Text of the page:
More Hospitals Using Integrated Pest Management to Reduce Pesticides
Poll reveals less than half follow specific protocols for chemical use
Pest control company Orkin, Inc. and Hospitals for a Healthy Environment (H2E) today announced that an increasing number of hospitals implement Integrated Pest Management (IPM) programs in their facilities, according to the results of a poll of health care professionals.
As an environmentally friendly approach to pest management that helps reduce the reliance on pesticides, IPM programs are used in some form in nearly nine out of 10 hospitals (88 percent). Sixty percent of respondents noted that their facilities use IPM throughout the entire hospital.
The results indicate that IPM use has risen during the past six years. A 2001 study* by Health Care Without Harm noted that only 73 percent of hospitals surveyed implemented IPM programs.
“More and more hospitals are recognizing the importance of an IPM approach to manage pests and keep patients and staff safe at the same time,” said Laura Brannen, H2E executive director. “It’s very encouraging to see these numbers continue to rise.”
Despite the trend towards “greening” in hospitals, less than half (42 percent) follow specific, written protocols for when and where chemical pest control products should be used. An even smaller margin, 38 percent, responded that their facilities do not have a facility-approved list of pesticides that they adhere to when chemical treatments are required.
“Since hospitals are such sensitive environments, chemical applications must be taken very seriously,” said Orkin Technical Services Director Frank Meek. “A written protocol that includes a formal notification process for pesticide applications and an approved list of products are a must.”
Health care pest management programs respond to a variety of pest problems according to poll respondents. Ants, rodents and flies are the three main pests of concern in hospital environments, with 46 percent of respondents selecting ants as their facilities’ biggest challenge. Rodents and flies were reported as the principal threats by 34 and 26 percent of respondents, respectively. Cockroaches, birds, wasps and occasional invaders, such as beetles, also made the list.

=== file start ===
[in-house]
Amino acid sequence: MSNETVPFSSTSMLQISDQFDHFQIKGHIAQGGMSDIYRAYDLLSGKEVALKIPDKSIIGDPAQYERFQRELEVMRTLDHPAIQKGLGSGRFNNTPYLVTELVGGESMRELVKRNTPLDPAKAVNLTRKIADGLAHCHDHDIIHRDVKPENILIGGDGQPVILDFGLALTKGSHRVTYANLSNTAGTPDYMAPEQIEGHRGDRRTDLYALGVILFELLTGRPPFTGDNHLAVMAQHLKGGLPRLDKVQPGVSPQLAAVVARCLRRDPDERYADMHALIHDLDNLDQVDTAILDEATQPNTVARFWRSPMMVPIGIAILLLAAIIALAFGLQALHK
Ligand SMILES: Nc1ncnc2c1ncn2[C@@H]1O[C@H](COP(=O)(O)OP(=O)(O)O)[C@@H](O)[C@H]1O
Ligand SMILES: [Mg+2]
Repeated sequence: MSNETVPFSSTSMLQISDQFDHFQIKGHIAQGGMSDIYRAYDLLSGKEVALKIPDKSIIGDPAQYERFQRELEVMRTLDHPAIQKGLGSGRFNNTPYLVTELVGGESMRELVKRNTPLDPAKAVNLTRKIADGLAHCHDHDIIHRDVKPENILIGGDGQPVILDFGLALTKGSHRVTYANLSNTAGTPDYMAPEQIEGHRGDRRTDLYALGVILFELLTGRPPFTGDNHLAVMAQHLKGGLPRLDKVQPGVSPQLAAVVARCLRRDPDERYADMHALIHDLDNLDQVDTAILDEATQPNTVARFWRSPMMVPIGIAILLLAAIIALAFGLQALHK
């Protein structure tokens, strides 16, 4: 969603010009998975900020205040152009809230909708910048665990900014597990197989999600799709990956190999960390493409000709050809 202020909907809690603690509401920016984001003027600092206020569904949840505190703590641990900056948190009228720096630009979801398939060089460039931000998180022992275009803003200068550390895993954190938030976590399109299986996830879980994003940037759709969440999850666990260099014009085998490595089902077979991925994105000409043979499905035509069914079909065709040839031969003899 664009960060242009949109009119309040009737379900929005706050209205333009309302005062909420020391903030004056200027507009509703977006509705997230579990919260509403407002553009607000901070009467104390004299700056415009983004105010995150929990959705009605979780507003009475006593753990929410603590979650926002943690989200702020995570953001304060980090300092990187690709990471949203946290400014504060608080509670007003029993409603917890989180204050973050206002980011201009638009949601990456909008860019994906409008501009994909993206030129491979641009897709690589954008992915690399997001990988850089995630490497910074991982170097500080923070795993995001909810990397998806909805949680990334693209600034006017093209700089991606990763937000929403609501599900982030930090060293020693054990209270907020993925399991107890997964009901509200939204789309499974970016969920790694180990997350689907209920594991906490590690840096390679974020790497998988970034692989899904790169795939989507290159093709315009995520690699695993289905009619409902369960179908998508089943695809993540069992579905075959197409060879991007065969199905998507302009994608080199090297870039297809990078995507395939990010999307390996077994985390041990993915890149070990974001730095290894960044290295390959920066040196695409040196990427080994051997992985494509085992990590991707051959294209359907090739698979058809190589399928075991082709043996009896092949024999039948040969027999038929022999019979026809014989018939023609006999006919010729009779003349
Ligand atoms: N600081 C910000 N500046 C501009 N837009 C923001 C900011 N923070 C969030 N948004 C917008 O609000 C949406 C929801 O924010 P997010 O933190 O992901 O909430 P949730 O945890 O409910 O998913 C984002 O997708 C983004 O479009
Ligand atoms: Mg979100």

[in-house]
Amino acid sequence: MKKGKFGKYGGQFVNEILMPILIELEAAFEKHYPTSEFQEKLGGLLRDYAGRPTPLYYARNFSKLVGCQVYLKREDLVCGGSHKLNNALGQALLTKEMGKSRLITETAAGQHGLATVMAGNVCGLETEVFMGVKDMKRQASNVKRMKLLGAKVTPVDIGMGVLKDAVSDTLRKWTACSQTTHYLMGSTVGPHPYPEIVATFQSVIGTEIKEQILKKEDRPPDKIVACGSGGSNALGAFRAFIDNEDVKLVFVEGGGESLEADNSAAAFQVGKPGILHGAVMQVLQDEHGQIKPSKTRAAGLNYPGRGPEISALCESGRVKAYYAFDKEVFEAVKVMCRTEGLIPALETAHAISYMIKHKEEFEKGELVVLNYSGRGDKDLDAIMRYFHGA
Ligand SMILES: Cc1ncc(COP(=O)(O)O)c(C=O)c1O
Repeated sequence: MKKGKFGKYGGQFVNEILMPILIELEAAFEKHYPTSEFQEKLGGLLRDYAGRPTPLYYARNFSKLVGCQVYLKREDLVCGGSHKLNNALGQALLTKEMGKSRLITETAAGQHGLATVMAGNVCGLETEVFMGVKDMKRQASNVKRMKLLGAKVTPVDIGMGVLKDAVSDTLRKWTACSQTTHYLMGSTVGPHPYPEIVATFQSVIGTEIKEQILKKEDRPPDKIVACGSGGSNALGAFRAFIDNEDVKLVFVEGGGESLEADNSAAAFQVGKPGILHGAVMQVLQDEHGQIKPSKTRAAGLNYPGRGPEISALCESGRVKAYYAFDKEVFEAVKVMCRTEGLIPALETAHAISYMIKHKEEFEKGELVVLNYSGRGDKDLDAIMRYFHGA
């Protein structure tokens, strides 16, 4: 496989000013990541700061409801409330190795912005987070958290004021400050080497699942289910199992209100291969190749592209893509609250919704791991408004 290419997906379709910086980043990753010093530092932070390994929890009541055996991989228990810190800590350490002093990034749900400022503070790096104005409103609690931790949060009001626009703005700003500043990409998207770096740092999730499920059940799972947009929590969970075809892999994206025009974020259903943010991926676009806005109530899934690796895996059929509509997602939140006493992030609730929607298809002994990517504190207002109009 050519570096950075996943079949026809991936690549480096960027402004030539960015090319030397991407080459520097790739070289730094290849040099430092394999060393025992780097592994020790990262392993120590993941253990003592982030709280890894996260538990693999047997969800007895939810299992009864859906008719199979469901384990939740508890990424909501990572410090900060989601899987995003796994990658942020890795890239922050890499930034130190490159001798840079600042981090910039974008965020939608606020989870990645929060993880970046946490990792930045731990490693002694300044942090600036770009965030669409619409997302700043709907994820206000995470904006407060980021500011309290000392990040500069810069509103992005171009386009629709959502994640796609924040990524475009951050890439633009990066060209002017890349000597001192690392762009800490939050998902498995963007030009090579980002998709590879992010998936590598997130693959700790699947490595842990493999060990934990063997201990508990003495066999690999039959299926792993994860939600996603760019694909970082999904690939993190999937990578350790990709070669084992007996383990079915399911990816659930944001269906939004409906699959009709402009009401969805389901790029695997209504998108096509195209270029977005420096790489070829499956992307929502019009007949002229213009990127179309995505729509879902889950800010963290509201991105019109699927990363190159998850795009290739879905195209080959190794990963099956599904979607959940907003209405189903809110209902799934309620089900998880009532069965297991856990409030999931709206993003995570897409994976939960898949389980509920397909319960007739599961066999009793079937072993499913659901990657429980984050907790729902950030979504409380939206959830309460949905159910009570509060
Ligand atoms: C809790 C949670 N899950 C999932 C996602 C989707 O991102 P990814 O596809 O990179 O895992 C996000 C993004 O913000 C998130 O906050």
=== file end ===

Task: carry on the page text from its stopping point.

The poll also revealed that nearly all hospitals (94 percent) employ the services of an outsourced pest management professional in some fashion. Seventy-two percent of facilities outsource their pest management efforts entirely.
To help hospitals execute IPM programs, Orkin and H2E published the “H2E 10-Step Guide to Implementing an Integrated Pest Management Program” in the fall of 2006. Co-authored by board-certified Orkin entomologists and H2E experts, the guide gives hospital staff a foundation in the basic concepts of IPM. The guide is available for free download at www.h2e-online.org under “A wealth of knowledge” and “Key Resources” on the website’s home page.Poll Methodology
Perception data is based on the responses of 101 health care professionals to an online poll promoted via email to members of Hospitals for a Healthy Environment (H2E). For complete poll results, visit the IPM Poll Results Report.*About Health Care Without Harm Study
In 2001, Health Care Without Harm fielded a survey to the 171 top U.S. hospital facilities designated by that year’s U.S. News and World Report. Data was collected from 22 responding hospitals. For complete survey findings, visit www.noharm.org/us and select “Pesticides” from the “Pesticides and Fragrances” menu to download the “Healthy Hospitals Report.”About H2E
H2E (Hospitals for a Healthy Environment) is creating a national movement for environmental sustainability in health care. Jointly founded by the American Hospital Association, the U.S. Environmental Protection Agency, Health Care Without Harm and the American Nurses Association, H2E is based on the vision of a healthy health care system that embraces safer building products, clean air, energy and water efficiency, safe working practices and a commitment to public health demonstrated through waste volume and toxicity reduction. To achieve this goal, H2E provides its more than 6000 health care facility Partners with education, tools and information about best environmental practices, to help improve operational efficiency, increase compliance and improve the health of their communities.